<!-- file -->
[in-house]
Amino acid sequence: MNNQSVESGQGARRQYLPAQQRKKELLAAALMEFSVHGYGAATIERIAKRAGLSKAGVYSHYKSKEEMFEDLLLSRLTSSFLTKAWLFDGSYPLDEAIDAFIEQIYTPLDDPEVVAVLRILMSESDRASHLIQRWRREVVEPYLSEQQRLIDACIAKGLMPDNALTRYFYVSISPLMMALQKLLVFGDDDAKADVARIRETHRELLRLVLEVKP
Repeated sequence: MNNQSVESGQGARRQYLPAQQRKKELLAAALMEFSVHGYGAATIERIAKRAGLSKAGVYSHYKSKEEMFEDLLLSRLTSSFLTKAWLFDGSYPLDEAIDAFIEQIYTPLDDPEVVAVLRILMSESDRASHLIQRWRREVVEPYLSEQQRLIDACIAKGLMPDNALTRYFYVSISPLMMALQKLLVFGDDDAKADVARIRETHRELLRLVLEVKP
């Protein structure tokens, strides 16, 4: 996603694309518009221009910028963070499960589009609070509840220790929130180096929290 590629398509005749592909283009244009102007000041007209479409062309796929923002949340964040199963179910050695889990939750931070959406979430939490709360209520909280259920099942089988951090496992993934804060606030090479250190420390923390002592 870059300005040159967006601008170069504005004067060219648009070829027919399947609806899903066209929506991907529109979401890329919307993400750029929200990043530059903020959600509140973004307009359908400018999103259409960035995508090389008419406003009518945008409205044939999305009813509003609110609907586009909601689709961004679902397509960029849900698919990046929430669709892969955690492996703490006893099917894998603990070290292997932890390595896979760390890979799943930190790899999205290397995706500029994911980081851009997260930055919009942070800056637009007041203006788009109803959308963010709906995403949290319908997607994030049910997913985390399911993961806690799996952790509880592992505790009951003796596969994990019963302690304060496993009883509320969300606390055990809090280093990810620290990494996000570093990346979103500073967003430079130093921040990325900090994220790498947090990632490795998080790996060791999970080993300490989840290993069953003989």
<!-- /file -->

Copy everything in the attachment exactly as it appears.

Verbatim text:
[in-house]
Amino acid sequence: MNNQSVESGQGARRQYLPAQQRKKELLAAALMEFSVHGYGAATIERIAKRAGLSKAGVYSHYKSKEEMFEDLLLSRLTSSFLTKAWLFDGSYPLDEAIDAFIEQIYTPLDDPEVVAVLRILMSESDRASHLIQRWRREVVEPYLSEQQRLIDACIAKGLMPDNALTRYFYVSISPLMMALQKLLVFGDDDAKADVARIRETHRELLRLVLEVKP
Repeated sequence: MNNQSVESGQGARRQYLPAQQRKKELLAAALMEFSVHGYGAATIERIAKRAGLSKAGVYSHYKSKEEMFEDLLLSRLTSSFLTKAWLFDGSYPLDEAIDAFIEQIYTPLDDPEVVAVLRILMSESDRASHLIQRWRREVVEPYLSEQQRLIDACIAKGLMPDNALTRYFYVSISPLMMALQKLLVFGDDDAKADVARIRETHRELLRLVLEVKP
């Protein structure tokens, strides 16, 4: 996603694309518009221009910028963070499960589009609070509840220790929130180096929290 590629398509005749592909283009244009102007000041007209479409062309796929923002949340964040199963179910050695889990939750931070959406979430939490709360209520909280259920099942089988951090496992993934804060606030090479250190420390923390002592 870059300005040159967006601008170069504005004067060219648009070829027919399947609806899903066209929506991907529109979401890329919307993400750029929200990043530059903020959600509140973004307009359908400018999103259409960035995508090389008419406003009518945008409205044939999305009813509003609110609907586009909601689709961004679902397509960029849900698919990046929430669709892969955690492996703490006893099917894998603990070290292997932890390595896979760390890979799943930190790899999205290397995706500029994911980081851009997260930055919009942070800056637009007041203006788009109803959308963010709906995403949290319908997607994030049910997913985390399911993961806690799996952790509880592992505790009951003796596969994990019963302690304060496993009883509320969300606390055990809090280093990810620290990494996000570093990346979103500073967003430079130093921040990325900090994220790498947090990632490795998080790996060791999970080993300490989840290993069953003989």